Life history change in response to fishing and an introduced predator in the East African cyprinid Rastrineobola argentea
Article first published online: 23 FEB 2012
© 2012 The Authors. Evolutionary Applications published by Blackwell Publishing Ltd.
This is an open access article under the terms of the Creative Commons Attribution-NonCommercial License, which permits use, distribution and reproduction in any medium, provided the original work is properly cited and is not used for commercial purposes.
Volume 5, Issue 7, pages 677–693, November 2012
How to Cite
Sharpe, D. M. T., Wandera, S. B. and Chapman, L. J. (2012), Life history change in response to fishing and an introduced predator in the East African cyprinid Rastrineobola argentea. Evolutionary Applications, 5: 677–693. doi: 10.1111/j.1752-4571.2012.00245.x
- Issue published online: 30 OCT 2012
- Article first published online: 23 FEB 2012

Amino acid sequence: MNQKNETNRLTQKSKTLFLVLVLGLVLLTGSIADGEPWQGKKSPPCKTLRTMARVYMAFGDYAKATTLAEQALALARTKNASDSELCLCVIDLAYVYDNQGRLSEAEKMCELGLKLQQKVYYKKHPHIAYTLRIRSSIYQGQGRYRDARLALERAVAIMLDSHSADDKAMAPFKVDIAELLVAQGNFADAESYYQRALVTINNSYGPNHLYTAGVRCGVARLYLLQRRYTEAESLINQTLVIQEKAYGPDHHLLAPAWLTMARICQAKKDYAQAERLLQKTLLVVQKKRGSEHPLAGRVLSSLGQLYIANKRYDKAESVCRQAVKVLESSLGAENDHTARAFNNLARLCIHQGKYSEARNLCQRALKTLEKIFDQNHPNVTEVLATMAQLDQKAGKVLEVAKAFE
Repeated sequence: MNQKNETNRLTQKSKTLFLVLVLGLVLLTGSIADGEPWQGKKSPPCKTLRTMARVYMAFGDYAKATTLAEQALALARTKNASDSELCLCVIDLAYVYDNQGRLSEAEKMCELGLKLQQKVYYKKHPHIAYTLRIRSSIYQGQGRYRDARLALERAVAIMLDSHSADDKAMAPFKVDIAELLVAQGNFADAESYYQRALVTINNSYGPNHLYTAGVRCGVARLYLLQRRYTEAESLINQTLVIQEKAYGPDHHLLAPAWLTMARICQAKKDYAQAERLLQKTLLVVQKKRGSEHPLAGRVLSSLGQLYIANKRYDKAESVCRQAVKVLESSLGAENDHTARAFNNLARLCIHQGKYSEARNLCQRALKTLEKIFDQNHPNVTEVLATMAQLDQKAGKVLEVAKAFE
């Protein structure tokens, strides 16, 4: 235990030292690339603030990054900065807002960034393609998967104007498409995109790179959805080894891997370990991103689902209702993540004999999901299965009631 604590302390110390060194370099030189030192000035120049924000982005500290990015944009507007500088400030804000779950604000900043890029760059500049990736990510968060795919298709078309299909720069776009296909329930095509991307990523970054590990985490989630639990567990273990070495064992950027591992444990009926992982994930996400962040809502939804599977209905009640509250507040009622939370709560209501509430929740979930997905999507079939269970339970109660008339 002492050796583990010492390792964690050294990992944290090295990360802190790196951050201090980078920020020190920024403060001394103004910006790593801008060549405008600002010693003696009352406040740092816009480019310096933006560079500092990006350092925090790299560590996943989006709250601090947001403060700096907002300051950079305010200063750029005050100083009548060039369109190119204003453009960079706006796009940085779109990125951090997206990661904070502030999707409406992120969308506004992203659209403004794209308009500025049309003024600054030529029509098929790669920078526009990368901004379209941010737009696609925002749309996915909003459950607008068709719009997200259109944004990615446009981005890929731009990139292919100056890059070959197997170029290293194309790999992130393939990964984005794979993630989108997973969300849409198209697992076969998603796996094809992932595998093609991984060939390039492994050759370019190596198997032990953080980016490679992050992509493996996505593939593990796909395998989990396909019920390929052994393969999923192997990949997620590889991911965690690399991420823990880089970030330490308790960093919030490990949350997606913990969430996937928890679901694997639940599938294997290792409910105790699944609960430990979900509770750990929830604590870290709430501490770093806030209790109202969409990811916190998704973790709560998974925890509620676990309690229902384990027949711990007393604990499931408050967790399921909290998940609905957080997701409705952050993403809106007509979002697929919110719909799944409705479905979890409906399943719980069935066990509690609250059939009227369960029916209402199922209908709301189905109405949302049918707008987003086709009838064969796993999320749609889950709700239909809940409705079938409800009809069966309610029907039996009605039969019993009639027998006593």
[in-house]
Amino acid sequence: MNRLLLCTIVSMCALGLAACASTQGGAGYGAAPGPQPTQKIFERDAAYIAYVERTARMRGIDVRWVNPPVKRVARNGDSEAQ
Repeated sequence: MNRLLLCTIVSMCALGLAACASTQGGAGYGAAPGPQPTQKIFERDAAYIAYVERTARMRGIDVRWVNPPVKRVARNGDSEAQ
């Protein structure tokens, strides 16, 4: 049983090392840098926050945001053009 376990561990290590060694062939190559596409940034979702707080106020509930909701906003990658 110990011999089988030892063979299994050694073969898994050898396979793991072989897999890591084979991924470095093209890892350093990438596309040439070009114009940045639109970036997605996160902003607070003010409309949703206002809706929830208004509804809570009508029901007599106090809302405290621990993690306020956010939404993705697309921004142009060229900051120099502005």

- Received: 4 January 2012 Accepted: 9 January 2012
- anthropogenic stressors;
- contemporary phenotypic change;
- fisheries-induced evolution;
- invasive species;
- life history evolution;
Fishing and introduced species are among the most important stressors affecting freshwaters and can also be strong selective agents. We examined the combined effects of commercial fishing and an introduced predator (Nile perch, Lates niloticus) on life history traits in an African cyprinid fish (Rastrineobola argentea) native to the Lake Victoria basin in East Africa. To understand whether these two stressors have driven shifts in life history traits of R. argentea, we tested for associations between life history phenotypes and the presence/absence of stressors both spatially (across 10 Ugandan lakes) and temporally (over four decades in Lake Victoria). Overall, introduced Nile perch and fishing tended to be associated with a suite of life history responses in R. argentea, including: decreased body size, maturation at smaller sizes, and increased reproductive effort (larger eggs; and higher relative fecundity, clutch volume, and ovary weight). This is one of the first well-documented examples of fisheries-induced phenotypic change in a tropical, freshwater stock; the magnitude of which raises some concerns for the long-term sustainability of this fishery, now the most important (by mass) in Lake Victoria.